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By A.J. Roan
Mining News 

Ekati finds a new home with Burgundy

Acquires diamond mine from Arctic Canadian for US$136M North of 60 Mining News - July 5, 2023


Last updated 7/20/2023 at 1:54pm

The largest diamond found at Ekati, a 186-carat gemstone.

Dominion Diamond Corp.

This 186-carat diamond, the largest recovered during Dominion Diamond's tenure at Ekati, sold for US$2.8 million.

Burgundy Diamond Mines Ltd. has finalized its acquisition of the Ekati diamond mine in Canada's Northwest Territories, adding another precious stone mine to its portfolio.

Already a 40% partner with North Arrow Minerals Inc. at the Naujaat diamond project in Nunavut, Burgundy closed a transaction on July 4 that provides the Australian diamond company full ownership of the world-class Ekati Mine, which will significantly elevate Burgundy's efforts to deliver high-end cut and polished diamonds mined in Canada's Arctic to global markets.

You can read a complete breakdown of Ekati, Burgundy, and the opportunity the mine will play for the company at Burgundy set to buy Ekati diamond mine in the March 14, 2023 edition of North of 60 Mining News.

"Burgundy is well-positioned for growth, with significant value to be delivered to all stakeholders through our fully integrated end-to-end value chain now including the global scale Ekati asset," said Burgundy Diamond Mines CEO Kim Truter. "Burgundy investors have overwhelmingly supported and endorsed this acquisition, and they are showing great interest in producing sustainable and valuable natural diamonds via mines in Canada and bringing them to market through our innovative business model."

Considering previous operator Dominion paid a massive US$1.2 billion to operate the mine for only a few short years before filing bankruptcy, Burgundy has agreed to pay roughly US$136 million, nearly a tenth of the cost.

Before Burgundy's ownership, Arctic Canadian Diamond Company gained possession of Ekati by assuming approximately US$70 million of Dominion's debt and the obligations to reclaim the mine site upon closure of the diamond mine.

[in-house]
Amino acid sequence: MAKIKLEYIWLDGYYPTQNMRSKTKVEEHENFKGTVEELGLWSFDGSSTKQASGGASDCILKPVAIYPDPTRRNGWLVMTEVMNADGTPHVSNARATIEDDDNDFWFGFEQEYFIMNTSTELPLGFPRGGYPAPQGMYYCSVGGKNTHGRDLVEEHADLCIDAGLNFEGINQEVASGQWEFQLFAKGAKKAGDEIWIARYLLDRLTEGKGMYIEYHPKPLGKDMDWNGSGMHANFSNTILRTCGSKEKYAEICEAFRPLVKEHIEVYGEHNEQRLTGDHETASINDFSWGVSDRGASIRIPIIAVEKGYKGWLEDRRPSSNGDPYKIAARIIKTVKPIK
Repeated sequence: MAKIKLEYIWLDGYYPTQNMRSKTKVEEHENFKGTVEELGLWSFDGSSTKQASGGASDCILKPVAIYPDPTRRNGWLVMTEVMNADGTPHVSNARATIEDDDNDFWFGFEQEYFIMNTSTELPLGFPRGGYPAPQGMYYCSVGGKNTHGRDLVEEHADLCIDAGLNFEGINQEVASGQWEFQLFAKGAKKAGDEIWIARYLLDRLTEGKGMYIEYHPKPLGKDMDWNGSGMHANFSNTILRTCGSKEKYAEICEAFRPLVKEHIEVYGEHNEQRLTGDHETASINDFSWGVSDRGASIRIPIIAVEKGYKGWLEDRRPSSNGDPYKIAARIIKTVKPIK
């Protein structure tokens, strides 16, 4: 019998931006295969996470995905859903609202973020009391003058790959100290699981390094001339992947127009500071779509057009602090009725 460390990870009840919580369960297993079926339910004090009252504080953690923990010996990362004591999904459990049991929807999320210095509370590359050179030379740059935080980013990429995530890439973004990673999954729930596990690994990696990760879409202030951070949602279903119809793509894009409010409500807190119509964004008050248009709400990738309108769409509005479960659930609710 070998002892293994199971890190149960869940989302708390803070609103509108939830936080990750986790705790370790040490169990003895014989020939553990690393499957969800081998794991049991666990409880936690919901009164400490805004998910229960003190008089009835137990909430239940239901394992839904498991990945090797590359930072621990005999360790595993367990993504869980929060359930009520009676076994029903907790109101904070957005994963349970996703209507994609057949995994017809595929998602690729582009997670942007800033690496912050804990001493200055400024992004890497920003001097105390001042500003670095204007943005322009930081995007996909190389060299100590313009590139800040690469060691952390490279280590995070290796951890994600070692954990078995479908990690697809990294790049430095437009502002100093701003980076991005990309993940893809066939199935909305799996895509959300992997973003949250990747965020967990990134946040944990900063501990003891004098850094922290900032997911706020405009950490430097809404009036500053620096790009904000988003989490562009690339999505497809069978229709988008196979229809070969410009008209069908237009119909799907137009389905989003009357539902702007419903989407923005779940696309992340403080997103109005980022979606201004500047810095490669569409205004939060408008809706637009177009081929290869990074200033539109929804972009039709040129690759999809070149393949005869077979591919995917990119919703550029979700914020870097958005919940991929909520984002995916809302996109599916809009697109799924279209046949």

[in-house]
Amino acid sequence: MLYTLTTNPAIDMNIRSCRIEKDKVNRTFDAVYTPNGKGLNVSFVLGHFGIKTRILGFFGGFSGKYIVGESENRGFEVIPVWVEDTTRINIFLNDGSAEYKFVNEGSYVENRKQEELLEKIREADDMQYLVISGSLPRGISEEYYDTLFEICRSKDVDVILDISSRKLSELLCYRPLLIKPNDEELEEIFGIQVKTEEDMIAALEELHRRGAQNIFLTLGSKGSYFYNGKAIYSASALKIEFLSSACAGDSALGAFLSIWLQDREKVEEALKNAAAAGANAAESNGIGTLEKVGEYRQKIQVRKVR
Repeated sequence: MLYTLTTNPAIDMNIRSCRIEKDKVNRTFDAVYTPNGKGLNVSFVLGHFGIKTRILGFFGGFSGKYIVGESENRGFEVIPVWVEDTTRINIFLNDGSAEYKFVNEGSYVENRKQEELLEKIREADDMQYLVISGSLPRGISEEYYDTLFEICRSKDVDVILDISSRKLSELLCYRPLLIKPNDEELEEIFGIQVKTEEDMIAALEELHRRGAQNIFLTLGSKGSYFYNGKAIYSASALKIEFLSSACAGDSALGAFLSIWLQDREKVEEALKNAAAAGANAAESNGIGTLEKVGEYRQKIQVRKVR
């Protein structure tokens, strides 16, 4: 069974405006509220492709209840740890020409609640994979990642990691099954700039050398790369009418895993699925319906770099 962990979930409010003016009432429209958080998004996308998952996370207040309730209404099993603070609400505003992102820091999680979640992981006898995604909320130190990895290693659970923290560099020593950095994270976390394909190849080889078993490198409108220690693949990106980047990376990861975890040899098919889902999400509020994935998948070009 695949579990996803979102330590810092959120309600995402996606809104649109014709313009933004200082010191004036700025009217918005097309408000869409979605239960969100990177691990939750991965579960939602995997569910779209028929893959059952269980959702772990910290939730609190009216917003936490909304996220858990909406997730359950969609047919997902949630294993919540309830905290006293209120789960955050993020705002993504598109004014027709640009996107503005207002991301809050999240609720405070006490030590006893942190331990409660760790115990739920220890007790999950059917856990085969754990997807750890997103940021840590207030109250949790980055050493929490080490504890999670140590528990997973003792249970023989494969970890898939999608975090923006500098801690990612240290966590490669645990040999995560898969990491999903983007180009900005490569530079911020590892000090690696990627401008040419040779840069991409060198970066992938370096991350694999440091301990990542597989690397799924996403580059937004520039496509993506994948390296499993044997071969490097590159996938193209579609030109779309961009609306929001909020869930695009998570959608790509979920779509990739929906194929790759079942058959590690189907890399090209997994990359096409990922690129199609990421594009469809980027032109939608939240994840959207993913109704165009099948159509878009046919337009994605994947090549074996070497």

Perhaps due to unforeseen challenges, Arctic Canadian Diamond opted to sell the property to Burgundy, which it sees as a win for the North regardless of ownership.

"I believe that this transaction is a significant positive development for Ekati and for the North," said Arctic Canadian Diamond President and CEO Rory Moore. "The hard work of our people has led to a return to steady state profitable operations and successfully demonstrated the longer-term value of the Ekati asset that attracted Burgundy to this transaction."

Aerial photo of Ekati diamond mine in Northwest Territories, Canada.

Burgundy Diamond Mines Ltd.

North of 60 Mining News estimates that roughly 80 million carats have come out of Ekati since it opened in 1998.

Going into 2023, Ekati hosted 48.5 million metric tons of reserves averaging 0.5 carats per metric ton (26.1 million carats) of diamonds.

These reserves, however, do not include the large quantities of diamonds that could be recovered with an innovative underwater mining system developed by Arctic Canadian.

Moore says the underwater remote mining system "has the potential to significantly increase the mine life at Ekati and thereby provide the opportunity for Arctic to continue to make a positive socio-economic contribution to the North for many years to come."

With an estimated 80 million carats mined historically since its opening in 1998, nearly 30 million in reserves and an inestimable quantity submerged underwater, the life of Ekati is still going strong, and if Burgundy plays it right, another 20 years could be viable for this Far North diamond mine.


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